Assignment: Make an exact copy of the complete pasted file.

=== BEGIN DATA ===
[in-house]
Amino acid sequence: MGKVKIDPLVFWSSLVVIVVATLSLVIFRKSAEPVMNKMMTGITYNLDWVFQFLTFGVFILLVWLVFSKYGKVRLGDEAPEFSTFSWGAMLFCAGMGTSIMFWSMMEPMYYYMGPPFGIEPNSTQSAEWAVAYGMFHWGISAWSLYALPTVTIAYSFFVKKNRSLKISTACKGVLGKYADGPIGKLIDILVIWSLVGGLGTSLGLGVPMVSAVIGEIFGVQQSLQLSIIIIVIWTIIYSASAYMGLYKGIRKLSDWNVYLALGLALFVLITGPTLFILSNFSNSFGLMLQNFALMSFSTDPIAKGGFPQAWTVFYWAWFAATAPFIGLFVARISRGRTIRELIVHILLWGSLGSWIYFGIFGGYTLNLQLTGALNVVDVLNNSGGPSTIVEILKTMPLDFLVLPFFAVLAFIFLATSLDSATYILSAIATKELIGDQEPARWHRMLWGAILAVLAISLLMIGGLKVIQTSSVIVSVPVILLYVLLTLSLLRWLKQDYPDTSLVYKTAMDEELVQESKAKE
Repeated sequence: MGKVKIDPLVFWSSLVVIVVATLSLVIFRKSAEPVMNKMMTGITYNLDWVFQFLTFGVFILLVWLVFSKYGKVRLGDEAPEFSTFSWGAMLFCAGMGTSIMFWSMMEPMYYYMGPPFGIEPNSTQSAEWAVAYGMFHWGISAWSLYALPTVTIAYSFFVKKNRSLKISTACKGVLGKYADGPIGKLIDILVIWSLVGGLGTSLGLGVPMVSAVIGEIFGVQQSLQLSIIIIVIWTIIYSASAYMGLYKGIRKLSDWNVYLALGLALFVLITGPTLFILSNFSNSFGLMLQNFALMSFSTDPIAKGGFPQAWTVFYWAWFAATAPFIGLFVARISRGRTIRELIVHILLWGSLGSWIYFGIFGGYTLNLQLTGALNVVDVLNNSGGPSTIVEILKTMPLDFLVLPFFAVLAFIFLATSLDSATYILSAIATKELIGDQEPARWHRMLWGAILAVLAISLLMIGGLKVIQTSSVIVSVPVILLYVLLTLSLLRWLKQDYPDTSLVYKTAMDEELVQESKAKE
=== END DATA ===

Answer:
[in-house]
Amino acid sequence: MGKVKIDPLVFWSSLVVIVVATLSLVIFRKSAEPVMNKMMTGITYNLDWVFQFLTFGVFILLVWLVFSKYGKVRLGDEAPEFSTFSWGAMLFCAGMGTSIMFWSMMEPMYYYMGPPFGIEPNSTQSAEWAVAYGMFHWGISAWSLYALPTVTIAYSFFVKKNRSLKISTACKGVLGKYADGPIGKLIDILVIWSLVGGLGTSLGLGVPMVSAVIGEIFGVQQSLQLSIIIIVIWTIIYSASAYMGLYKGIRKLSDWNVYLALGLALFVLITGPTLFILSNFSNSFGLMLQNFALMSFSTDPIAKGGFPQAWTVFYWAWFAATAPFIGLFVARISRGRTIRELIVHILLWGSLGSWIYFGIFGGYTLNLQLTGALNVVDVLNNSGGPSTIVEILKTMPLDFLVLPFFAVLAFIFLATSLDSATYILSAIATKELIGDQEPARWHRMLWGAILAVLAISLLMIGGLKVIQTSSVIVSVPVILLYVLLTLSLLRWLKQDYPDTSLVYKTAMDEELVQESKAKE
Repeated sequence: MGKVKIDPLVFWSSLVVIVVATLSLVIFRKSAEPVMNKMMTGITYNLDWVFQFLTFGVFILLVWLVFSKYGKVRLGDEAPEFSTFSWGAMLFCAGMGTSIMFWSMMEPMYYYMGPPFGIEPNSTQSAEWAVAYGMFHWGISAWSLYALPTVTIAYSFFVKKNRSLKISTACKGVLGKYADGPIGKLIDILVIWSLVGGLGTSLGLGVPMVSAVIGEIFGVQQSLQLSIIIIVIWTIIYSASAYMGLYKGIRKLSDWNVYLALGLALFVLITGPTLFILSNFSNSFGLMLQNFALMSFSTDPIAKGGFPQAWTVFYWAWFAATAPFIGLFVARISRGRTIRELIVHILLWGSLGSWIYFGIFGGYTLNLQLTGALNVVDVLNNSGGPSTIVEILKTMPLDFLVLPFFAVLAFIFLATSLDSATYILSAIATKELIGDQEPARWHRMLWGAILAVLAISLLMIGGLKVIQTSSVIVSVPVILLYVLLTLSLLRWLKQDYPDTSLVYKTAMDEELVQESKAKE